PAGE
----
I went back to some Williams and Griffiths brick walls recently and got back another generation or so on both lines using family naming patterns to choose between possible lines. As an example, my grandmother had an uncle who died in the 1960s; his forenames were Henry Rees. I had thought he might have been named for a nonconformist preacher of that name that his father would probably have known - but I wasn't convinced. We traced back saveral possible lines for his mother's Williams family and eventually found his great-great grandfather Rice (or Rees) Williams b. 1760 and probably a Henry in the previous generation. Our Henry Rees had (at least) six siblings and we can trace all their names in previous generations. Rees is still a middle name for part of the family.

rms2
12-17-2017, 09:00 PM
I wish we had more Welsh y-dna results available, like extended haplotypes or (dream, dream, dream) NGS test results.

I have a couple of close str matches with men with the Welsh surname Beddoes who were born in Shropshire close to the Welsh border. I'd like to see more of that to find out just how common my cluster is in that area and what surnames are involved.


https://www.youtube.com/watch?v=tbU3zdAgiX8

12-17-2017, 09:15 PM
I wish we had more Welsh y-dna results available, like extended haplotypes or (dream, dream, dream) NGS test results.

I have a couple of close str matches with men with the Welsh surname Beddoes who were born in Shropshire close to the Welsh border. I'd like to see more of that to find out just how common my cluster is in that area and what surnames are involved.


https://www.youtube.com/watch?v=tbU3zdAgiX8

RMS2,
Did you join the Cymru-Wales DNA ftdna Project?

Although it’s not much good to me as I ended up being R1a...:behindsofa:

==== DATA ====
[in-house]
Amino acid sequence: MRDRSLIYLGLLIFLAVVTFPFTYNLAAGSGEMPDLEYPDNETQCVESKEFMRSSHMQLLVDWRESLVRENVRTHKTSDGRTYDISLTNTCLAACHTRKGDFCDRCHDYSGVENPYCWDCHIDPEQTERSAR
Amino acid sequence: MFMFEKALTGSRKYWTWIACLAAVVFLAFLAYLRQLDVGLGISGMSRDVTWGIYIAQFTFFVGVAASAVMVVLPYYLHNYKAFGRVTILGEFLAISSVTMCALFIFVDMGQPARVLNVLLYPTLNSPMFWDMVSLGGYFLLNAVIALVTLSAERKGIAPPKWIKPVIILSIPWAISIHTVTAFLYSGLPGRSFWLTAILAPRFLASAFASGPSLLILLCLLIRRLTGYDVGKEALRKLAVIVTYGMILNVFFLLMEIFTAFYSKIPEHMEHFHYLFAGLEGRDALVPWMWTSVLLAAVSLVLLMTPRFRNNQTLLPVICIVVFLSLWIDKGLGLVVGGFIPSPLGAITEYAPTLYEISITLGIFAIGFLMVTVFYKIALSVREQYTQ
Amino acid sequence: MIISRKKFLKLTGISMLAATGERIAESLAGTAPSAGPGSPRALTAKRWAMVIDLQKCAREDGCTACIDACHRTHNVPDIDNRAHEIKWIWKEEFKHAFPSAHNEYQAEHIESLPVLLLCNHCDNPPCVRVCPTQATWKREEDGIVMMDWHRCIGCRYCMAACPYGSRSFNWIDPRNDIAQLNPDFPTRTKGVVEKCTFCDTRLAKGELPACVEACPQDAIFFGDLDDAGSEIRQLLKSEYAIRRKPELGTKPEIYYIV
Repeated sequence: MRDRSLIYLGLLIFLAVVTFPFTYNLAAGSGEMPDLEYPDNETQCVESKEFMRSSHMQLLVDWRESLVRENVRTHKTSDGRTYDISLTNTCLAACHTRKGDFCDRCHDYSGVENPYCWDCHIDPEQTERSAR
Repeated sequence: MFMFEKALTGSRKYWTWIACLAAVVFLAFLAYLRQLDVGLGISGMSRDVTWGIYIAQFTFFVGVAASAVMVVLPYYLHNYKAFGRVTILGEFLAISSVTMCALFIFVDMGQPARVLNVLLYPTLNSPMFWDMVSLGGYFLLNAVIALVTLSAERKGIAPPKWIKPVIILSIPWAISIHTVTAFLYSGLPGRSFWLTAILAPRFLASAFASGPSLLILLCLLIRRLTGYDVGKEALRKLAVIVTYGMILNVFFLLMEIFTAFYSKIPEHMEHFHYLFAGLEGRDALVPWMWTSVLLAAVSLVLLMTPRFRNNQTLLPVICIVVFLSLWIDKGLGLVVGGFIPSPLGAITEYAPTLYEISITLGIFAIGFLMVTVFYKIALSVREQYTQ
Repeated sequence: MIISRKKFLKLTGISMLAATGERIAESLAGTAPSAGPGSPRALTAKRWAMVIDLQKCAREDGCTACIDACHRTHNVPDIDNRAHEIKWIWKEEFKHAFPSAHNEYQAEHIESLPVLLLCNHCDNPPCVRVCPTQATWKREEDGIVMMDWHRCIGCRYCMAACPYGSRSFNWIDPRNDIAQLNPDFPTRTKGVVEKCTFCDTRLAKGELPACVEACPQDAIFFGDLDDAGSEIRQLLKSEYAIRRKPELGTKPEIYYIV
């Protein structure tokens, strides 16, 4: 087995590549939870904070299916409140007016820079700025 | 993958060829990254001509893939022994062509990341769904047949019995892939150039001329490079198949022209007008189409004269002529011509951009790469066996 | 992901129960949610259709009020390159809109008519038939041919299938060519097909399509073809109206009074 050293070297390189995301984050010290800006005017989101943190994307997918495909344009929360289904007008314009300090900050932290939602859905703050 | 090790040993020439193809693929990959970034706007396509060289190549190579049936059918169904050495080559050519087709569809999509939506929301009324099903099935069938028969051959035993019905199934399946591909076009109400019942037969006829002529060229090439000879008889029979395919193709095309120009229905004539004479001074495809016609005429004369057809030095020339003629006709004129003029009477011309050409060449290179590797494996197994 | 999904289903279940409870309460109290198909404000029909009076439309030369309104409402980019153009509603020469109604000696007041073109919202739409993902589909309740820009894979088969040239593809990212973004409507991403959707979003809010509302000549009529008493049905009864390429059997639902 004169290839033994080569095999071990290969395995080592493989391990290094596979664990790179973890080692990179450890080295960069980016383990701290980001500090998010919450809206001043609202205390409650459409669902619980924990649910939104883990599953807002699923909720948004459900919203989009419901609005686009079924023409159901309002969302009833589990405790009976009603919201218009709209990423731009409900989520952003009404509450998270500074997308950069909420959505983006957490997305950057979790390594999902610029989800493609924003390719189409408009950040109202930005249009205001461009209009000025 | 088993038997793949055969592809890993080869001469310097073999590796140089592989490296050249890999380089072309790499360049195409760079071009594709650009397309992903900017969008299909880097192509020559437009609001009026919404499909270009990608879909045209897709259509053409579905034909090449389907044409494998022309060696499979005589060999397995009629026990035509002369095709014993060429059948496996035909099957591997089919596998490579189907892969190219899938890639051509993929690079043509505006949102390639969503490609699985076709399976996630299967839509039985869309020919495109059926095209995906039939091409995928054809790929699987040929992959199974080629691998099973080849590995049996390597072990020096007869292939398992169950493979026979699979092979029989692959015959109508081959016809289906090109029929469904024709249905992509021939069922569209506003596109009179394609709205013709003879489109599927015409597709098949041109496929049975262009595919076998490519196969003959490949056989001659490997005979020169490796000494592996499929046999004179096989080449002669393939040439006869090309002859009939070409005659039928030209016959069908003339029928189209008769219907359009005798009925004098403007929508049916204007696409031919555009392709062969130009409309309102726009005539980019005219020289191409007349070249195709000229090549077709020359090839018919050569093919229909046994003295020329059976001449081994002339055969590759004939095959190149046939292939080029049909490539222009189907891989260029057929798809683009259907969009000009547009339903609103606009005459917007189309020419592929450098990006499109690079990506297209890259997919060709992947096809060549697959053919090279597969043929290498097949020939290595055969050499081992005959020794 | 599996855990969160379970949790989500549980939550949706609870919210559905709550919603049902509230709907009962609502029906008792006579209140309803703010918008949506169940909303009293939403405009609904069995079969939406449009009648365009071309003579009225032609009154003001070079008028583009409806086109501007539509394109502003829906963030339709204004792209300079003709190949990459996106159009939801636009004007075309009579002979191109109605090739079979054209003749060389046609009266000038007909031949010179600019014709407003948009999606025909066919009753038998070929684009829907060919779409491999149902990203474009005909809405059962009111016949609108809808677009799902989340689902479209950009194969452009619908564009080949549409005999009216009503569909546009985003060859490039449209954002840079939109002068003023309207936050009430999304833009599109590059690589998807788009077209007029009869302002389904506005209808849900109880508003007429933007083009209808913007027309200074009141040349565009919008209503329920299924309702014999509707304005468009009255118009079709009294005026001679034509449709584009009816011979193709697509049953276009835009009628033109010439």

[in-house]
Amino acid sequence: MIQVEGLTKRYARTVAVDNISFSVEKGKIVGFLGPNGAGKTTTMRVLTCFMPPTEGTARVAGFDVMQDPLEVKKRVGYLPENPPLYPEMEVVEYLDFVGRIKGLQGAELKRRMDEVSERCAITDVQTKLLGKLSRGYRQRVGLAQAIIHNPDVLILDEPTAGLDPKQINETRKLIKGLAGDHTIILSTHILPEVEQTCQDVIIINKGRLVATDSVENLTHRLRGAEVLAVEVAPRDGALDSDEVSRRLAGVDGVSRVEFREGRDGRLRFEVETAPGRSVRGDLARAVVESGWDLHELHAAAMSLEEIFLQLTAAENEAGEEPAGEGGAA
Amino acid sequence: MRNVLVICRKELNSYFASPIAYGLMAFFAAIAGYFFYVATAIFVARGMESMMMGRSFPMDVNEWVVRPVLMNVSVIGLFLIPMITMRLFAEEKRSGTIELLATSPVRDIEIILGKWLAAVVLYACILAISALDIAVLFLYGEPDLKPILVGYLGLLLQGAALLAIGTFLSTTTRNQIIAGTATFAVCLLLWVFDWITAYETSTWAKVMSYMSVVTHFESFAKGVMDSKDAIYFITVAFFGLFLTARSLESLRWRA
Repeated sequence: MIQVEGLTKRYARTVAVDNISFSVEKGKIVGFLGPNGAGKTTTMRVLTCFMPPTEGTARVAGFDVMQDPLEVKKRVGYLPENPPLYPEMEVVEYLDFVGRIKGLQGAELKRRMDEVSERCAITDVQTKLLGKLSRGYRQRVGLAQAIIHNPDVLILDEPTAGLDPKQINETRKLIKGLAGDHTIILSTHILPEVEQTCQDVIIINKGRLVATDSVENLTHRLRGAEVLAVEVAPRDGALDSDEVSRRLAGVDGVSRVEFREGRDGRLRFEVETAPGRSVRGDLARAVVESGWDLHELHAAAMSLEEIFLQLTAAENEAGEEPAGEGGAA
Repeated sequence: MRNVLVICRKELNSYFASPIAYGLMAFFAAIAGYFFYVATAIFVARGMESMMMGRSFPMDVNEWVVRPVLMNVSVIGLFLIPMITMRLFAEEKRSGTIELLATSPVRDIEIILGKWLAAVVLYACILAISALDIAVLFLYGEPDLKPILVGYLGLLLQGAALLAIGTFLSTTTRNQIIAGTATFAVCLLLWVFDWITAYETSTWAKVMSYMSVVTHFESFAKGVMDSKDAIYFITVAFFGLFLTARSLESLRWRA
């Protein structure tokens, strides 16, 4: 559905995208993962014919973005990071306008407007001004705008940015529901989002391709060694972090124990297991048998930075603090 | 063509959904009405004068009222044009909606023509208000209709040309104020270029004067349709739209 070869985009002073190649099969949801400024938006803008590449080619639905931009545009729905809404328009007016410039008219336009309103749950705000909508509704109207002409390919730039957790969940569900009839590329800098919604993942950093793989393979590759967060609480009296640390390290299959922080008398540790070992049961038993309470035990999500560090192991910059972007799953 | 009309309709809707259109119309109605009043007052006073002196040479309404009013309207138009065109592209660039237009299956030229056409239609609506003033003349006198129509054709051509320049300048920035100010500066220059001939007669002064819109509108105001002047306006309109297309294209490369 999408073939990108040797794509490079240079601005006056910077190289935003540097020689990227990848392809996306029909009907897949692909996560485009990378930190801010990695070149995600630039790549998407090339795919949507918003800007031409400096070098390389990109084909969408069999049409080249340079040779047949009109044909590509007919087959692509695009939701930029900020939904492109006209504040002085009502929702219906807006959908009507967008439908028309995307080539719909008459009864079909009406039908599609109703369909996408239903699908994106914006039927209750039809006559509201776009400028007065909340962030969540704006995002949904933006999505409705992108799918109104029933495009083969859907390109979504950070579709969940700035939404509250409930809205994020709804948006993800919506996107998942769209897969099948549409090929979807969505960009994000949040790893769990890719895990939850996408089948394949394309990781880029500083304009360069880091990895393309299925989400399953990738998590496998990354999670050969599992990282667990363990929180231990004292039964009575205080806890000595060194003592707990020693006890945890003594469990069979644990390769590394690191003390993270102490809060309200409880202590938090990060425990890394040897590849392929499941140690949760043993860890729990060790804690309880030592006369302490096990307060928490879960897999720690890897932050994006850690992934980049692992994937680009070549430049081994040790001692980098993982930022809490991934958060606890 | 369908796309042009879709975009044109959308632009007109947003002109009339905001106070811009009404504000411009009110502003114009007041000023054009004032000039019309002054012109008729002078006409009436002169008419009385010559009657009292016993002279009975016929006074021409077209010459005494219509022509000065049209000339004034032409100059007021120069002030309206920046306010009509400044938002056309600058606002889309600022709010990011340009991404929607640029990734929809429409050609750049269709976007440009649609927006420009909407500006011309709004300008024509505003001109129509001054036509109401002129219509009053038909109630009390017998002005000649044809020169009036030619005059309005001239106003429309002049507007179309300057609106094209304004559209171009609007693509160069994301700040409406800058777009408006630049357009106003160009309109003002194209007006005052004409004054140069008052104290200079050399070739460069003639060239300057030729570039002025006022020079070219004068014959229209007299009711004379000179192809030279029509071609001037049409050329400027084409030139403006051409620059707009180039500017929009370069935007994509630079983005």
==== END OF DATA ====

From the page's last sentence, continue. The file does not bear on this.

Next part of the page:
I did the Big Y, but have zero matches.

rms2
12-17-2017, 09:40 PM
Yes, I'm in the Cymru-Wales DNA Project and in the Welsh Patronymic Surnames Project, although I have not looked at either recently.

If I had Bill Gates-type money, I would y-dna test every man in Wales and publish the results.

JohnHowellsTyrfro
12-17-2017, 10:15 PM
Perhaps there are some uncommon forenames, like Enoch, that could help you research family with common surnames? Welsh families seem to have had strong naming conventions into the 20th century. They are a little different from patterns in other parts of Britain. I haven't done much research in Breconshire and Montgomeryshire, but in the north and the south-west these conventions have been really useful in getting back several generations.

I went back to some Williams and Griffiths brick walls recently and got back another generation or so on both lines using family naming patterns to choose between possible lines. As an example, my grandmother had an uncle who died in the 1960s; his forenames were Henry Rees. I had thought he might have been named for a nonconformist preacher of that name that his father would probably have known - but I wasn't convinced. We traced back saveral possible lines for his mother's Williams family and eventually found his great-great grandfather Rice (or Rees) Williams b. 1760 and probably a Henry in the previous generation. Our Henry Rees had (at least) six siblings and we can trace all their names in previous generations. Rees is still a middle name for part of the family.

I have a number of instances in my family where surnames from the female side have been passed down to male descendants. I understand this was often done in Wales by giving a middle name but I have some first names also. Examples
Heywood Lloyd Howells
James Clee Lloyd
Lloyd Howells

On my direct paternal ancestors since the mid 1600's only 4 male names feature William, Henry or John (including Heywood once). I'm John, my father was John, my great grandfather was John ... Lack of imagination or what? :)
Of course there are other male names of siblings but the same Christian names tend to feature over and over.

JohnHowellsTyrfro
12-17-2017, 10:17 PM
Yes, I'm in the Cymru-Wales DNA Project and in the Welsh Patronymic Surnames Project, although I have not looked at either recently.

If I had Bill Gates-type money, I would y-dna test every man in Wales and publish the results.

Is that compulsory or would bribes be involved? :)

rms2
12-17-2017, 11:29 PM
Is that compulsory or would bribes be involved? :)

Bribes. I would pay for the right to publish the haplotype. I am definitely a capitalist.

JohnHowellsTyrfro
12-18-2017, 05:52 AM